(This is the first of a three part series on the importance of morning rituals and routine)
What time do you wake up?
When you wake up, what’s the first thing you do?
What does your morning routine look like?
These are questions I tend to ask people a lot these days. In part, because I am constantly searching for that ONE perfect morning routine that will allow me to create some order out of the chaos of my life. Unfortunately for me (as for most lawyers) things like 7:30 conference calls, early morning hearings, and busy travel schedules make for a life where mornings can be anything but routine.
After talking to so many people about how they begin their day, here’s what I’ve learned: There is no “one size fits all” when it comes to morning routines. For that matter, a morning routine that works at a certain point in one’s life, might not work 6 months later. We’re all different. And at different times in our lives we need different things. But while what works for one person might not work for another, having some type of routine, and adhering to it daily, really matters.
I read a lot of articles and listen to a lot of interviews of men and women performing at the highest level of their chosen field (be it the world of business, professional sports, or the arts). One thing almost all of them have in common is that they all have a routine that they follow every morning that sets the stage for how they will enter their day. And they follow that routine religiously. In reading these articles, listening to these interviews, and engaging in dozens of conversations around this topic, there are some common themes that emerge. And those themes can become a roadmap for constructing a routine that works for us.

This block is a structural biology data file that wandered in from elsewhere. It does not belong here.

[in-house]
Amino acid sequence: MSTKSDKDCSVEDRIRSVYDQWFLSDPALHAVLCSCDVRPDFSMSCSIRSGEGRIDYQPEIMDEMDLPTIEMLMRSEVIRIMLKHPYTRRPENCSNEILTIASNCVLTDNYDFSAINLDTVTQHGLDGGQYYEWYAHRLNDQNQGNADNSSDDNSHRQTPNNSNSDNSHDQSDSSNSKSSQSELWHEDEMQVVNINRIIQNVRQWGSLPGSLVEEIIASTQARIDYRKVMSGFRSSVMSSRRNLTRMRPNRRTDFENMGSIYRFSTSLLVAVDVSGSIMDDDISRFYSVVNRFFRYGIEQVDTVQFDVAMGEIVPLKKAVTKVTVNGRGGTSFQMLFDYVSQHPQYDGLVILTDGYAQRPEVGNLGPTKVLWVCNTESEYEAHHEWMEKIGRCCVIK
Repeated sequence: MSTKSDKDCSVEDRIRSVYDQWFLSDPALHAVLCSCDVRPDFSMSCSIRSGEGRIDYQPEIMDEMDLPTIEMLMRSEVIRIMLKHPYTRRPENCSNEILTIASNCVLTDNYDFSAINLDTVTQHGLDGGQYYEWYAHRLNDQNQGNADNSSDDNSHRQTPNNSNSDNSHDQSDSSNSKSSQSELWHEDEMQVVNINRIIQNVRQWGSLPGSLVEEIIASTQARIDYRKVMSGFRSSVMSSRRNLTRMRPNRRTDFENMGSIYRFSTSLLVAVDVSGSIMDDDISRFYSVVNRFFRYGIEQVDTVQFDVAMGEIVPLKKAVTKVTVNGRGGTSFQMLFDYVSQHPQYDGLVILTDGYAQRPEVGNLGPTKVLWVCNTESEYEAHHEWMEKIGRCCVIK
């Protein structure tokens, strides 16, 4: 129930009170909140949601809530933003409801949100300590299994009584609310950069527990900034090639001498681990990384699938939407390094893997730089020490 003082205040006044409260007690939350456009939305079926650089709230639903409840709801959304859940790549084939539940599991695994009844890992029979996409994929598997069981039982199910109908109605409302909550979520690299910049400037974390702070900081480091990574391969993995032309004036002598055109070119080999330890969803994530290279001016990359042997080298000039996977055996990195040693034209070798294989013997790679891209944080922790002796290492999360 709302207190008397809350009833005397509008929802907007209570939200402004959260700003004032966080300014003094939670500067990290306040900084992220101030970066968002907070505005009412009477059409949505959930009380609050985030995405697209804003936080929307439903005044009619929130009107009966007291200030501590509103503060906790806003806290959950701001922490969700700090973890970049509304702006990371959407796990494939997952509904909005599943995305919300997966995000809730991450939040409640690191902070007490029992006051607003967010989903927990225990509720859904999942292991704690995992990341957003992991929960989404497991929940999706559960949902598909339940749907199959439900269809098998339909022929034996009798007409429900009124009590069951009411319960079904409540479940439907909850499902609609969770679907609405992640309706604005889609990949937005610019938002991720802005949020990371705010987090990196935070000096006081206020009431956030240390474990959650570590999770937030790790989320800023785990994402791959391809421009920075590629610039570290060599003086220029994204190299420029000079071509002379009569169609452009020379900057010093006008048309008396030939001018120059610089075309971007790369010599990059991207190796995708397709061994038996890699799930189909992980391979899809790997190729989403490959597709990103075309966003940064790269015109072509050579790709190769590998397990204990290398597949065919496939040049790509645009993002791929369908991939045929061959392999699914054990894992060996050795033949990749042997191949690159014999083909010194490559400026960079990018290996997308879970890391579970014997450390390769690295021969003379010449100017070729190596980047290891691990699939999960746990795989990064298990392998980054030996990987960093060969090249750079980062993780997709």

Get Up Early—Before the Craziness Starts.
Getting up early is key. Not only does it give you a jump on the day, it also allows you to exercise some control over how your day unfolds. Many of us wake up and it seems that everything is already in motion. We oversleep, and we scramble to get out the door to make a meeting on time. Or we begin our day by picking up our phone and checking our email. And before we know it our day has started by reacting to whatever the world is throwing at us. And that’s how the day continues—the world keeps throwing stuff at us and we keep reacting, until we come home and fall into bed exhausted.
This is why waking up early is so important. It gives you an opportunity to start your day before there are all of these demands on your time. Set the alarm for 5:30 in the morning, and when it goes off don’t check your email, or get on Facebook, or do anything else that’s going to dictate what you do. Instead get up and do something nice for yourself. Stretch and move around. Work out. Make yourself a cup of tea. Go outside and tend the roses in the garden. Create some space to gently move into your day and make sure that the first 60-90 minutes is spent only on what you choose to do. Not reacting to someone or something else.
Create whatever routine works for you. Just make sure that the first hour to hour and a half of every day is pretty much the same every morning. A routine that varies very little from day to day will go a long way in helping you feel more in control of your life and less reactive. And overall less anxious.
Our lives as lawyers are frequently crazy and unpredictable. No, we’re not going to achieve the Nirvana of the perfect work-life balance. But with some intention, we can start the day off right. We can spend less time reacting to what is thrown at us and more time doing the work that really matters.